RPM is Revenue Passenger Miles per month, in millions: the miles Porter planes flew times the number of seats occupied in those flights. Based on data reported by Porter. Porter ceased reporting data in April 2013.

Porter’s growth ceased in 2012 and has remained stalled ever since. As we noted above, Porter has been incurring significant losses in its Island Airport operations.


From City of Toronto 2017 Staff Presentation November 14, 2017


It proposes a strategy that includes 

  • Ensuring that Toronto’s system of parks expands as the city grows and evolves,

  • Expanding existing parks by acquiring and securing lands adjacent to existing parks and particularly in high-growth areas to improve programming potential and accommodate more use and activities, and

  • Seizing key opportunities to acquire and create new legacy parks overtime that will be powerful city-building moves and iconic open spaces that strengthen Toronto’s identity as a global, liveable city.

The report says that the downtown core, roughly between Bathurst Street in the west, Parliament in the east, Queens Quay in the south and Bloor Street in the north, is more deficient in parkland than any other city neighbourhood. The population in the core is now approximately 300,000 people. Many new residential high-rise buildings are under construction and more are in the planning stages.

This presents a serious challenge for the city. Residents of downtown multi-unit buildings have no access to private green space and rely on parks for recreation, but there is very little parkland available in the downtown core. 

People from all over Toronto and beyond are flocking to the Toronto Island Park. Ward’s Beach and the Clothing Optional Beach, near Hanlan’s Point, are often crowded. There is a lack of recreational space like baseball diamonds and soccer fields in the downtown. This is not only a serious quality of life issue: the lack of clean air and green space are environmental and health issues.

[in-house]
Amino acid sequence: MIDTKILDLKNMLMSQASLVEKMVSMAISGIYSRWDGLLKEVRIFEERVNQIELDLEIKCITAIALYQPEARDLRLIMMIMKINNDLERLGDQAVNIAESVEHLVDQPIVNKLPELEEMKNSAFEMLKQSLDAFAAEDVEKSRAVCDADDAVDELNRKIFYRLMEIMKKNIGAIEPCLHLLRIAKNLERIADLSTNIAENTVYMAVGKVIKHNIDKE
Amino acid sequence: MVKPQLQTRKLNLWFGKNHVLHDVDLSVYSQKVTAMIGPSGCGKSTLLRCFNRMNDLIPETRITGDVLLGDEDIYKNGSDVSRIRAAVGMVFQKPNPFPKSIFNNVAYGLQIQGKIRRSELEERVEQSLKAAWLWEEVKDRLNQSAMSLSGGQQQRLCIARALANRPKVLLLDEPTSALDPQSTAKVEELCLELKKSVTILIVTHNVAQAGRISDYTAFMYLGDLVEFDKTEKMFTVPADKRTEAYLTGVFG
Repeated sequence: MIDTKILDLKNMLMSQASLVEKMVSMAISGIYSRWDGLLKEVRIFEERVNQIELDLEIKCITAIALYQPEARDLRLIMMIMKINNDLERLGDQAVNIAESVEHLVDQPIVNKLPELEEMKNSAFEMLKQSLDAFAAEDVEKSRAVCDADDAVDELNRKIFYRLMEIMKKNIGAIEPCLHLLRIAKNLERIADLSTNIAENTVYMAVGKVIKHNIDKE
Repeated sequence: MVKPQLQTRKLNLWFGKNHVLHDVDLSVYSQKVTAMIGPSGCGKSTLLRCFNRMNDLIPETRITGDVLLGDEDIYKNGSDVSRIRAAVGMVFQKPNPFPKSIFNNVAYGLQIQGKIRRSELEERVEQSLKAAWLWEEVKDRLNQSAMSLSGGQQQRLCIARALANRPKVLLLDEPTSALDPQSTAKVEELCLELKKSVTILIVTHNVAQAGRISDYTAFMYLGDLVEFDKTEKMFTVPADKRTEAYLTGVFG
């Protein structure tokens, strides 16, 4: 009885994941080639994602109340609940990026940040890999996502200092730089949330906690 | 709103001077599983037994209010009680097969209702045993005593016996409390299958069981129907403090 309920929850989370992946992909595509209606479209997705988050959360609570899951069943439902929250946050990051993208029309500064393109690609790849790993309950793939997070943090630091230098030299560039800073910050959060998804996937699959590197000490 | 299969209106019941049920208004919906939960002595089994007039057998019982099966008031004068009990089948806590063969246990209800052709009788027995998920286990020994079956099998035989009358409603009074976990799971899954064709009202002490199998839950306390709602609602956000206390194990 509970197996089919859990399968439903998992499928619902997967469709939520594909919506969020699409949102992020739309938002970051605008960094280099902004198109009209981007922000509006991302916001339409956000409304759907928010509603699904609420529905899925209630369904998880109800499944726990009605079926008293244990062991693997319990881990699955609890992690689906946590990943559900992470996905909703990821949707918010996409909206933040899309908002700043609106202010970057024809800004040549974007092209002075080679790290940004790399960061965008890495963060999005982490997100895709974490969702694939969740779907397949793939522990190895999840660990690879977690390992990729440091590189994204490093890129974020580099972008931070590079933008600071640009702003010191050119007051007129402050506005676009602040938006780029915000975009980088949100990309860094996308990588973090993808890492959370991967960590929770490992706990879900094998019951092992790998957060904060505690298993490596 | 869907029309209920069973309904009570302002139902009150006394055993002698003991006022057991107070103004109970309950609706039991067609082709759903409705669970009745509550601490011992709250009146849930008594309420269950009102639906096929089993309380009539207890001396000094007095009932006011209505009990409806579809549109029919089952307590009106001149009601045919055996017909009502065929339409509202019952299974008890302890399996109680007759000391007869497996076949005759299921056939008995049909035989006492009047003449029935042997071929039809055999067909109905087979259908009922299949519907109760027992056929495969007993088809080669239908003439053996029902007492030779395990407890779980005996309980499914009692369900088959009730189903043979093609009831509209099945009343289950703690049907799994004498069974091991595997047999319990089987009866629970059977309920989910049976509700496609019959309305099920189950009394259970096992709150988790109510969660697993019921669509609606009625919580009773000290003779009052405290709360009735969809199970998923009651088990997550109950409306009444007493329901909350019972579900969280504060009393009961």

The 215 acres of the Island Airport lands should be converted to a park and joined or merged with the Toronto Island Park to create 800 acres of public park open to all citizens. This will help solve the issue of the lack of park space for the people living in the city core, and it will create a magnificent park on our waterfront—a park larger than Central Park in New York—an icon demonstrating to the world that Toronto promotes the quality of life of its people, and protects and enhances the natural world.

In fact, no rezoning would be required – the Official Plan for the Airport lands restricts its uses to park and natural area, once the Airport closes.

Environmental Benefits

The chief benefit of developing the Island Airport lands into a park is addressing the extreme shortage of parks in downtown Toronto, but there are major environmental benefits.

  • Fuel burned by aircraft in take-off and landing contributes to poor air quality in the downtown

  • Noise from aircraft has been a constant complaint of people living in Bathurst Quay and along the Waterfront

  • Over 350 species of birds have been sighted and identified on Toronto Island. A busy airport on the Island is a threat to all species. 

  • The Islands are the second most important bird flyway on the Great Lakes, after Point Pelee. Replacing the Airport with this new park would create a sanctuary for birds, instead of a danger. 

  • Aircraft bird strikes are a constant problem for Airports – almost 5,000 collisions between large birds and aircraft occurred in North America from 1990 to 2018, including the well known “miracle on the Hudson”. Damage was caused to the aircraft in over 40% of them. The thousands of Canada geese – 400,000 in southern Ontario and cormorants – 60 70,000 nesting on the Leslie Street Spit on the waterfront pose a significant danger to aircraft operating from the Island Airport.